I extract items for the Wrap from my link blog, which you’re welcome to follow. To make sure you never miss an issue, subscribe to my weekly email briefing. Announcement After 21 years as an independent consultant (which followed 19 years in the corporate world), I have re-entered the corporate world. As of Tuesday, I am director of Internal Communications at Webcor, one of the largest commercial construction companies in California. I am excited about what lies ahead for me in this role. As for this newsletter, I plan to keep it going. It may be shorter, given that my time has become much less flexible, but cranking out HC+T Briefing is how I stay current on the kind of news and information that’s important for me to know, so for now, I plan to continue with the Briefing. Some weeks it may be shorter than others, based on how much time I have. It may come out later than usual (as it is today). But as long as you want to keep reading, I’ll keep publishing. News Facebook test makes it harder for publishers—In a new test, Facebook has split publisher content into its own feed, separate from the default feed containing posts from friends and family (and, of course, advertising). To see content published to Pages, users will need to click (or tap) to a separate feed, a form of segregation that threatens to erode already tumbling publisher reach. Facebook says its goal is to see how people react to non-paid content from Pages they have liked. At the same time, they will watch to see if publishers start paying to boost their posts (and thereby get them into the primary feed). Takeaway: Hoping your Facebook Page content will obtain any serious organic reach is a pipe dream. That doesn’t mean you should abandon Facebook. (You’re not a teenager, after all.) A destination for customers is important and there ways to make a Page a destination. Read more BuzzFeed tests Stories feature for its mobile app—Instagram and Snapchat Stories have taken off like a rocket; even Facebook Stories is starting to get some traction. Now Buzzfeed is getting into the act, applying the format to a digest of articles on the mobile app. Takeaway: The Stories concept may well become a standard approach to content on all kinds of apps. Does your organization have an app where a Stories-like feature would appeal to your users? Read more Adobe’s Project Cloak removes and inserts objects in video—Adobe gave users a sneak peek of Project Cloak, which lets remove objects (including people) from a video, as well as insert objects into a video. Takeaway: Fake news is about to get a whole lot faker. It’ll soon be necessary to keep an eye out for fake video and debunk clips that paints your organization in a bad light. Read more Facebook introduces “Sets” to take on Pinterest—Another Facebook test, underway in a few countries, lets users create sets of posts, photos, and videos for friends who want to follow those sets. These themed collections are clearly an assault on Pinterest. Takeaway: While Pinterest users are bound to remain loyal, those who have never taken to it but are immersed in the Facebook experience could start creating sets, representing a real threat to Pinterest. In the meantime, if the test turns into a full-blown feature, brands would be nuts to ignore it. Read more Twitter has been overstating user numbers—For the last three years, Twitter has been including users of third-party apps in its total monthly active user count. That resulted in the company’s first reported shrinkage of users in two years, noted as part of Twitter’s third-quarter earnings. The current active user count is at 326 million. Takeaway: Know your audience when you use Twitter but don’t bank on it becoming as dominant a player as, say, Facebook or I[...]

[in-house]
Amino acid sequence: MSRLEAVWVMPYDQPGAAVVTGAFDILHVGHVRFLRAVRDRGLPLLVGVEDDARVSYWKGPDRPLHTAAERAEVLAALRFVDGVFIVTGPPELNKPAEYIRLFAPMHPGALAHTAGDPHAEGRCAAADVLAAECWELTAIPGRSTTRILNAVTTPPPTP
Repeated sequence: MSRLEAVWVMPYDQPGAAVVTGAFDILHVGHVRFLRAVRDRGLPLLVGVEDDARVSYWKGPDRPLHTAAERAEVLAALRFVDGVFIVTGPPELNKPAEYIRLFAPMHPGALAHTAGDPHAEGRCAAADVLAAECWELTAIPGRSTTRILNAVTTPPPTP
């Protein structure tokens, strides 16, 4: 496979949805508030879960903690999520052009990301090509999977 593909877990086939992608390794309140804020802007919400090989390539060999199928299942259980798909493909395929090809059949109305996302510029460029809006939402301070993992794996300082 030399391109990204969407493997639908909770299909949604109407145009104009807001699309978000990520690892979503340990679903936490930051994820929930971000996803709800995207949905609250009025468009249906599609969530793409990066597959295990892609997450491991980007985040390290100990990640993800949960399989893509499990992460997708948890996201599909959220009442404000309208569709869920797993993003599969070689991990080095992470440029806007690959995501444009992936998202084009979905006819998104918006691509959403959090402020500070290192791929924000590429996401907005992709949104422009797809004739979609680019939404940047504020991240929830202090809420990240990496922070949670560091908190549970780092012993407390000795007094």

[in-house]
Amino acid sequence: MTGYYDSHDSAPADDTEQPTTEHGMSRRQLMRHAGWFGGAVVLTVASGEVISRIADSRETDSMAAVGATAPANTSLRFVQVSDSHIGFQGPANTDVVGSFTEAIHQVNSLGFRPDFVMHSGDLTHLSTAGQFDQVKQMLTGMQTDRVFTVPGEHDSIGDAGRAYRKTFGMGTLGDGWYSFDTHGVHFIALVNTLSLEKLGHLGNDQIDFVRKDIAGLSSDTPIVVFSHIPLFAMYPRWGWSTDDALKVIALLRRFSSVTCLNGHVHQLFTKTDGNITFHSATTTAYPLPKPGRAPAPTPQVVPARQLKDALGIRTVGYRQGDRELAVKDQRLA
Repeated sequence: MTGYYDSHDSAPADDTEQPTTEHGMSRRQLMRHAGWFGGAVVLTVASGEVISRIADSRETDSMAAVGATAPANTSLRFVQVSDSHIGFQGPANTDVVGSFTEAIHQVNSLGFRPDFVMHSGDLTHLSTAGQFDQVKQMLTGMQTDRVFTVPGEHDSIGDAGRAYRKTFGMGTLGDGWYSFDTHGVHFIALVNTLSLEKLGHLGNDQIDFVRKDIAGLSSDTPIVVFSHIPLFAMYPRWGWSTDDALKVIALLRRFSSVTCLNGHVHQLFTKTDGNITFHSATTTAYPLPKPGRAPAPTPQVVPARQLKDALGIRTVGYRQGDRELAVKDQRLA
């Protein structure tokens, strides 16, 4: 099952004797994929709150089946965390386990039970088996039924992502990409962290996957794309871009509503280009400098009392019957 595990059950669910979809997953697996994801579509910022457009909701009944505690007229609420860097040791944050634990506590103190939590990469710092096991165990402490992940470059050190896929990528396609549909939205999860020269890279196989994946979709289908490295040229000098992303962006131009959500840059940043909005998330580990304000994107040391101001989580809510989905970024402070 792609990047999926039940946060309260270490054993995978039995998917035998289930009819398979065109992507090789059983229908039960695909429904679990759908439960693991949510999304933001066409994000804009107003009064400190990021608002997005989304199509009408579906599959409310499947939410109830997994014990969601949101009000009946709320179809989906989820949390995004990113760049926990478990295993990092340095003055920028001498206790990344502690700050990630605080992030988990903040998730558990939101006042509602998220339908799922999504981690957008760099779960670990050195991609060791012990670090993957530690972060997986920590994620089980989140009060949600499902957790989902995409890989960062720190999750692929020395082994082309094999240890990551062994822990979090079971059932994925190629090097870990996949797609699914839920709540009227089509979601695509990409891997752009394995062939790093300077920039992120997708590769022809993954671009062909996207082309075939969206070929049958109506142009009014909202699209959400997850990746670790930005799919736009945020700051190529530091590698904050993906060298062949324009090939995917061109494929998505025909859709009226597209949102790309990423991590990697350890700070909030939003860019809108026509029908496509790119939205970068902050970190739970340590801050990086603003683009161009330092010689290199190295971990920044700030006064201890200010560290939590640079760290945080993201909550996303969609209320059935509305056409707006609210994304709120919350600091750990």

Solo No More


In mid-1996, after nearly 20 years in the corporate world, I left my job as a senior consultant and regional communications practice leader at a global human resources consulting firm and struck out on my own. My goal was to help organizations apply emerging technologies to their corporate communication efforts while continuing to develop employee communication strategies. The last 21 years as an independent communications practitioner have been fantastic. As of Tuesday, it’s over. On Tuesday I started work as director of Internal Communications for Webcor Builders, a San Francisco-based commercial construction contractor and one of the largest builders in California. Why Webcor? A few months ago, my feeds dished up the job description for the opening. If somebody had asked me to write the job description for my perfect job, this would have been it. With nothing to lose, I applied. [...]